The company is not concerned with the full-compliant mandate slated for December 2019. Sharco is about sixty percent compliant currently. “We hope to be one hundred percent compliant by the end of the summer,” says Mike. “So that way, we have sufficient time to adjust before the actual mandate is in full effect… December 2019 is really the hallmark date for most of the existing trucking companies that have been doing this for a while.”
The company has adopted fuel efficiency strategies in its new truck fleet with some of the best state-of-the-art technologies in the market. Such things as idle reduction, engine energy recovery, advanced flow reduction, and upgraded power trains are some of the efforts toward this.
“We purchase many aerodynamic features for our trucks and trailers… Obviously, with those features, this reduces fuel consumption for our units. When we save money, we can save our customers money, all while keeping the environment cleaner, which is always a win-win for everybody,” Mike says. “In this day and age, it does not make sense to run inefficient equipment as a sustainable business solution anymore.”
Sharco Express has been a member of the SmartWay Program for two years. The goal was to become more environmentally friendly and fuel-efficiency conscious. Mike says that there are a number of benefits to the program. It provides information including reports on the state of the industry, changes in regulations, and what customers are hoping to see from carriers.
“SmartWay is very good about publishing useful information on their website and issuing out to their members. Having access to that information is pretty crucial to us. SmartWay is providing an industry forum – a community – on which the standards for the environment can be built and developed while keeping logistics companies accountable.”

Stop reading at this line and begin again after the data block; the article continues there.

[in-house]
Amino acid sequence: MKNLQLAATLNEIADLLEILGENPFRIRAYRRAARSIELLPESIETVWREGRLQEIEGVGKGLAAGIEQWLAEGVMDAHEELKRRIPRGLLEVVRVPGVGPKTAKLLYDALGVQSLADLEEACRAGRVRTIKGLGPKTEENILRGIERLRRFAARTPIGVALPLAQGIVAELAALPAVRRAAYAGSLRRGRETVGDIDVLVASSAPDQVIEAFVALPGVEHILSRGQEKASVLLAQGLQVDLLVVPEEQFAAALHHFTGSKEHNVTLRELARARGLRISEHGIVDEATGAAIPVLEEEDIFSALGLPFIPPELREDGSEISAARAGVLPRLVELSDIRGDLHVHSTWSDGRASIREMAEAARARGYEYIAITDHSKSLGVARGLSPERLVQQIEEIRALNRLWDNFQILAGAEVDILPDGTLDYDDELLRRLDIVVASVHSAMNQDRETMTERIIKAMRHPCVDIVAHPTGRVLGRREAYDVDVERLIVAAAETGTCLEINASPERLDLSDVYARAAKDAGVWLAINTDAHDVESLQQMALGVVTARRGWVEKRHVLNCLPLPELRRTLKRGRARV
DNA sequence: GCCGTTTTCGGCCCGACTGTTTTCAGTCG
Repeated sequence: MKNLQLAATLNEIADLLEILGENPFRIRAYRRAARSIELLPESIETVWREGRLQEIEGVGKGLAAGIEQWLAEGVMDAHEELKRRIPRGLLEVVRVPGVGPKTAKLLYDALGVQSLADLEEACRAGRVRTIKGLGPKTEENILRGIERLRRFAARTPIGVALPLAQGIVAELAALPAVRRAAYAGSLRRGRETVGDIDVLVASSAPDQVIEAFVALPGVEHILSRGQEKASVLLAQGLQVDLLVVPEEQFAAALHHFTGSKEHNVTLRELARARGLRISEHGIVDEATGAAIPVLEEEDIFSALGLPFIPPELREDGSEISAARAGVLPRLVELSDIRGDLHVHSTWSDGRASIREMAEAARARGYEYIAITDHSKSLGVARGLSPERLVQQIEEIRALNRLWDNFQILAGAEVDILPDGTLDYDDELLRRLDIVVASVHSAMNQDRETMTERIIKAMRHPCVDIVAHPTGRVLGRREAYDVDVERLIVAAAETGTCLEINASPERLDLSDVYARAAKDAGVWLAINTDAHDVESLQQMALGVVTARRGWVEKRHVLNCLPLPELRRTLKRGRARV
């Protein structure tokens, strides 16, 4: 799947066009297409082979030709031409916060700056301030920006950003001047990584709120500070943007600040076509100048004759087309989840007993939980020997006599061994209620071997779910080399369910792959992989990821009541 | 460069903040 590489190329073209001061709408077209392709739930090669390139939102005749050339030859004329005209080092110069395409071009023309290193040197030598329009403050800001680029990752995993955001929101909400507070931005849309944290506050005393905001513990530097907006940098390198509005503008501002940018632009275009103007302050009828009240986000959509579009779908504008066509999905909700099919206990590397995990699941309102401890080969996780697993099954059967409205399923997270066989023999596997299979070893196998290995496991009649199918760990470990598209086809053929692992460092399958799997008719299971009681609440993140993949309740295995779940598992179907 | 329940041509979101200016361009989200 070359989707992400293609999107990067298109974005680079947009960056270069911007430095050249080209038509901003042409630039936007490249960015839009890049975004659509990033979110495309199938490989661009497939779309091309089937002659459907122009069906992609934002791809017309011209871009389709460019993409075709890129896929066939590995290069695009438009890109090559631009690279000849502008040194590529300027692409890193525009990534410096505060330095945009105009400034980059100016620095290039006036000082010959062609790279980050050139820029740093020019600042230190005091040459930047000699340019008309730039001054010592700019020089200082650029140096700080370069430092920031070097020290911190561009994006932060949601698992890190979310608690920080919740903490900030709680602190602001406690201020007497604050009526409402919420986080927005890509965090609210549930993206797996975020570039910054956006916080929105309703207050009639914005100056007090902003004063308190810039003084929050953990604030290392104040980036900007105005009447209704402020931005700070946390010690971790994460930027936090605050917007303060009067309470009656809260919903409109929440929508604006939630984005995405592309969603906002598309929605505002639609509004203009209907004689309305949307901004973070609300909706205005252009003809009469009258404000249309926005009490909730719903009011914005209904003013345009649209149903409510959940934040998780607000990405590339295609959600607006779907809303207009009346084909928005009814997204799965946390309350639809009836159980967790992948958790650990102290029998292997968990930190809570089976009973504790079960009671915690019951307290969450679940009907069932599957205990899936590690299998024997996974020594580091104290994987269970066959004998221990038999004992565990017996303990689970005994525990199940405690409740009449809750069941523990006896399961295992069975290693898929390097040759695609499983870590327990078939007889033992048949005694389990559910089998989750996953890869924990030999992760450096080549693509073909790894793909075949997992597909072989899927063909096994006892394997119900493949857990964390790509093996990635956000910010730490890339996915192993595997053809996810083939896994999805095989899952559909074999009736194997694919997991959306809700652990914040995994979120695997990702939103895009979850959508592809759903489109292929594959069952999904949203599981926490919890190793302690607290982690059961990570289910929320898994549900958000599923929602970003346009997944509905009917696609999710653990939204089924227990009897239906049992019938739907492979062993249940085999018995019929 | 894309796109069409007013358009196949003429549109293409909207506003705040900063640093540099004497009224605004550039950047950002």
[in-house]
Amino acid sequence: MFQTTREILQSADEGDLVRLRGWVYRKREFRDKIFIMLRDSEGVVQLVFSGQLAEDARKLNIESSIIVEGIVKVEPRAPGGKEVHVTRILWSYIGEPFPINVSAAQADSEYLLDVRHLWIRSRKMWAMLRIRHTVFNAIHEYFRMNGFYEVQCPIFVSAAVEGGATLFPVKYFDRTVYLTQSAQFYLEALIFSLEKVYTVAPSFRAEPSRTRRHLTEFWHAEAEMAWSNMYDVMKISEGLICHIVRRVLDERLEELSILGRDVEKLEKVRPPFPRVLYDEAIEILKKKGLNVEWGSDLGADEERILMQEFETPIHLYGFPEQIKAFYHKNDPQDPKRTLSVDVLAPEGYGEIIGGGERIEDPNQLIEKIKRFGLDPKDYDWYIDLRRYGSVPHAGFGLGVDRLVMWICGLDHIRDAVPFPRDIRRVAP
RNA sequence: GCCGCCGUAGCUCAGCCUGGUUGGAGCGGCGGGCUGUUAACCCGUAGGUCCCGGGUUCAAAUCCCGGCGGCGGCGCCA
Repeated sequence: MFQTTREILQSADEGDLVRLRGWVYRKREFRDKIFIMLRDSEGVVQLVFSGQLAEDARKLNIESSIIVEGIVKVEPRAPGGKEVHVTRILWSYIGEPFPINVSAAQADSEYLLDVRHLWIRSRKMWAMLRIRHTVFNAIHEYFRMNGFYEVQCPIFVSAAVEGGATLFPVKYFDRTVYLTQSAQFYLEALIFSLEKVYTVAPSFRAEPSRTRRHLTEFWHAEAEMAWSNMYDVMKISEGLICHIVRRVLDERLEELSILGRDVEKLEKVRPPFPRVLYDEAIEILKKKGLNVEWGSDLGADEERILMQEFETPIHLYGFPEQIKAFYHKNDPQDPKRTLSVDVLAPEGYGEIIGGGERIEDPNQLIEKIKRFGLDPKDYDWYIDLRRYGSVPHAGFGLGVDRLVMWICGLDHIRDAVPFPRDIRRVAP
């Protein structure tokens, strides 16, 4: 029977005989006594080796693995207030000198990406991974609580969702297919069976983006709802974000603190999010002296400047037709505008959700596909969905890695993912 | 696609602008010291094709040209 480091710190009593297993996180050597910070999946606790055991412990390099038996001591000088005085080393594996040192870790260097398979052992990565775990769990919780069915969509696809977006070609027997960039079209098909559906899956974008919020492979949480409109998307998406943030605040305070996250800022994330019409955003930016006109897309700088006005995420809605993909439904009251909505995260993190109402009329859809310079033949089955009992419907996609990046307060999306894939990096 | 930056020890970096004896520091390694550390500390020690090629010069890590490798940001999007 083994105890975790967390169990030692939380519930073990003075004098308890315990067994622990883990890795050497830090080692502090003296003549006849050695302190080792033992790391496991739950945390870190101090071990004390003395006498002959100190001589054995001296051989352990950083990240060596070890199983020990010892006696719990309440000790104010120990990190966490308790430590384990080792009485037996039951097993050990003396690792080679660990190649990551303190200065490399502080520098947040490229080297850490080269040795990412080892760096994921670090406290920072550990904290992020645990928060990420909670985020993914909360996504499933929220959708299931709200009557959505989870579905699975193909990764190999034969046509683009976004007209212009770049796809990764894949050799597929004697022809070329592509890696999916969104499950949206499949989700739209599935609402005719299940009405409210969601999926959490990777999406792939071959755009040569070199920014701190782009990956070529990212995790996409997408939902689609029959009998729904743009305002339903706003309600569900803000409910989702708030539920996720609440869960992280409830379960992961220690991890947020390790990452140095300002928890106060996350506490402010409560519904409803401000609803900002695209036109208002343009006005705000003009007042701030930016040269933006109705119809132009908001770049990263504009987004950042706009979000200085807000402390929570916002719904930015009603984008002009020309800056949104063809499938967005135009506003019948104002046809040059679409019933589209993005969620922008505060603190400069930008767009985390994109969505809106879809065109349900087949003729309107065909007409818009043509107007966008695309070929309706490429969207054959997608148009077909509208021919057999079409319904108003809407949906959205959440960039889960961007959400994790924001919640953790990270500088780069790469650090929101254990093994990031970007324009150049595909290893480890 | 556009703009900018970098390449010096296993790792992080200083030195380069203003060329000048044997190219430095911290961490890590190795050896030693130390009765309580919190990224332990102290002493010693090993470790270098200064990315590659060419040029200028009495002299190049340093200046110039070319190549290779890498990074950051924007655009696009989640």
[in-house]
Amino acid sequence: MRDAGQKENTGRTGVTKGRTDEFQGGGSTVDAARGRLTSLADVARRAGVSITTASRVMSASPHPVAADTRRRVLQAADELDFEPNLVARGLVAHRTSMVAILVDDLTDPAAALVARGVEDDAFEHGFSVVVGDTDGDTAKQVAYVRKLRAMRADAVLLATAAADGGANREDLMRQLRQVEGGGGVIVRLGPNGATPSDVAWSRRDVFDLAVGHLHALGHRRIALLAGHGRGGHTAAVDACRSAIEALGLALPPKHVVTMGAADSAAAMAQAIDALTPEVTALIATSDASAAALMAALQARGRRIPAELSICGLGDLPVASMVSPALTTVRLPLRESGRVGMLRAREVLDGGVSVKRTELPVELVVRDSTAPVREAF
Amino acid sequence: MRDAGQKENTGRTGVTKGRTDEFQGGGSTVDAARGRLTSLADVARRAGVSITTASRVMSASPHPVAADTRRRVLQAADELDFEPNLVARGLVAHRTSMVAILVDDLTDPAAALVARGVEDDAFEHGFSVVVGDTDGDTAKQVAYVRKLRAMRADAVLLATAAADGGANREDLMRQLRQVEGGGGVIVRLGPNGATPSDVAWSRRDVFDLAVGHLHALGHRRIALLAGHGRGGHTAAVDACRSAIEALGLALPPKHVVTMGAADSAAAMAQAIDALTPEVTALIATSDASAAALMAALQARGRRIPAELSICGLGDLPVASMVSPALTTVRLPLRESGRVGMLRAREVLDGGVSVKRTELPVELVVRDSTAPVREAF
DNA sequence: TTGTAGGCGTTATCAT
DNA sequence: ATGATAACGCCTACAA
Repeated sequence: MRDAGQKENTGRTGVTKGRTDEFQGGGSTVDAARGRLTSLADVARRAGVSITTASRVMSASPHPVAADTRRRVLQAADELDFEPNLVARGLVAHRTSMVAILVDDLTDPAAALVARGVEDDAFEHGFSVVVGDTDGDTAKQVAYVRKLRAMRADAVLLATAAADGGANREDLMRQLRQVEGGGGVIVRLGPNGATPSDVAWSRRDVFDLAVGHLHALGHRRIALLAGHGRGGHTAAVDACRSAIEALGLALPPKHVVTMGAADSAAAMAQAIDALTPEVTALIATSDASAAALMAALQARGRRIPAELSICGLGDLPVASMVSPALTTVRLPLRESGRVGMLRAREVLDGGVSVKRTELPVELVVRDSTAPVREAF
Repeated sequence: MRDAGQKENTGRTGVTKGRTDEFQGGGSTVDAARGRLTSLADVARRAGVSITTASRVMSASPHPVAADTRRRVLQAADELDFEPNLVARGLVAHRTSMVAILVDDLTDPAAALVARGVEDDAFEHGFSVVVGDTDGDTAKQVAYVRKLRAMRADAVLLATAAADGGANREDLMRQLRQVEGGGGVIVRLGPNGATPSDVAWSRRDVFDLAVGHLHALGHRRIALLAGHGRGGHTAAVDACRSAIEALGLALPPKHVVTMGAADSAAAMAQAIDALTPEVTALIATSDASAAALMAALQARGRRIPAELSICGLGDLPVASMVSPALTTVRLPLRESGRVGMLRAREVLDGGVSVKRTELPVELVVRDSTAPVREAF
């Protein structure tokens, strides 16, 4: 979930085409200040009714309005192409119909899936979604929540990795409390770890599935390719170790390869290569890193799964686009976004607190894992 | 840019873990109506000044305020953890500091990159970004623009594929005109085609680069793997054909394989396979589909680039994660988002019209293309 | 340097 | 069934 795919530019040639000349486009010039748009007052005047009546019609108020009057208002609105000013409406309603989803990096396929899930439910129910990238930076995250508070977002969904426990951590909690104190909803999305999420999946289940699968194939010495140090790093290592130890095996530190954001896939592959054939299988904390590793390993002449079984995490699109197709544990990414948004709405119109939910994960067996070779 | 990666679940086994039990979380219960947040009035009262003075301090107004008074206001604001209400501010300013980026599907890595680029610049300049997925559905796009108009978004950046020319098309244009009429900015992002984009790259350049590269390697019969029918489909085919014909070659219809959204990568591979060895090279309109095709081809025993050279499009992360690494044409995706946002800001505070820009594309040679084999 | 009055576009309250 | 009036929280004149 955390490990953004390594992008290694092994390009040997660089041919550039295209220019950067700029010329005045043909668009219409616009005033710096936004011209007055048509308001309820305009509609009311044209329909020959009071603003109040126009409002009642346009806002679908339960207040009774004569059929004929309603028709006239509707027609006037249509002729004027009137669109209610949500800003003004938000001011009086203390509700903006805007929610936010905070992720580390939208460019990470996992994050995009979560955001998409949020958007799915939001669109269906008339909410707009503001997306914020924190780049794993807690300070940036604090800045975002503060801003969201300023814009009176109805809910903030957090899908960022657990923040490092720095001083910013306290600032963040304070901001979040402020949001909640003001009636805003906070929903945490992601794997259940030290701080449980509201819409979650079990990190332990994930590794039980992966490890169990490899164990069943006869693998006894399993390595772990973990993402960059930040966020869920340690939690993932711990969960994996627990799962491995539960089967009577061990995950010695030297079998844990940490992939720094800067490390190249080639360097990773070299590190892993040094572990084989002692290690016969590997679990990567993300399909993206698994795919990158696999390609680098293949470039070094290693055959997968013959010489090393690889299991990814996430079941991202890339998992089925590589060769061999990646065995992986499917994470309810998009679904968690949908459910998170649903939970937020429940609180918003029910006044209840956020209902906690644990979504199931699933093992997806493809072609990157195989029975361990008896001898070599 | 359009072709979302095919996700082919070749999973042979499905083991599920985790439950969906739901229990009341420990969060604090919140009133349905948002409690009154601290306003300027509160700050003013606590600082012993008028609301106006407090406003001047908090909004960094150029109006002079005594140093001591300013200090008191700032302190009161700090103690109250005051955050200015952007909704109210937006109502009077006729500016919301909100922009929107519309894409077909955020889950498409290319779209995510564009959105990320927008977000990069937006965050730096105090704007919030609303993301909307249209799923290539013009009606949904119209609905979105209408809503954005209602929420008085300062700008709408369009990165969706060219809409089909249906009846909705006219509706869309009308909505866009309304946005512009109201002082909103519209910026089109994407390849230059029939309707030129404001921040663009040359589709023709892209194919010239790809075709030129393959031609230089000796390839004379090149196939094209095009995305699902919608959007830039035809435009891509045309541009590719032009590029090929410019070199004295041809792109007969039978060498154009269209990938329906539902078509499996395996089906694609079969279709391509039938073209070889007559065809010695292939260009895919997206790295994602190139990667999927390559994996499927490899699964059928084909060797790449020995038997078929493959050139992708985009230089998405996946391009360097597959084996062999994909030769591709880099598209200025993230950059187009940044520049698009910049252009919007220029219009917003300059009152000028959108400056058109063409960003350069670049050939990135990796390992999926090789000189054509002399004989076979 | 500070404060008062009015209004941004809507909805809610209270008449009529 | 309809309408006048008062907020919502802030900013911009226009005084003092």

The trucking and logistics industry is constantly moving. One key change Mike notes is a driver and equipment shortage in a strong economic environment. “A lot of consumers are spending, which always has a direct impact on the trucking industry,” he says. “I think the trucking industry hauls about seventy percent of the nation’s freight… That has directly impacted the demand. Unfortunately, the supply of trucks has not kept up with that, whether that’s due to driver shortages or available equipment.”
The market currently is experiencing “a push toward autonomous vehicles in the trucking space. They’re all pushing to develop the latest and greatest autonomous trucks to help combat this shortage.”
One big challenge Mike foresees is related to insurance and legal responsibility as autonomous vehicles enter a driver market. Having autonomous vehicles “coexist with human drivers out there on the road is going to be a huge liability battle and concern that we’re going to have to address.”
Mike envisions Sharco Express will, “continue the growth that we’re currently seeing. I would love to see the company double the size of our fleet in the next two to five years.” He would also like to see expansion in to additional terminal locations to, “provide greater convenience for our drivers and additional services for our customers… Our pride and joy is here at the company.”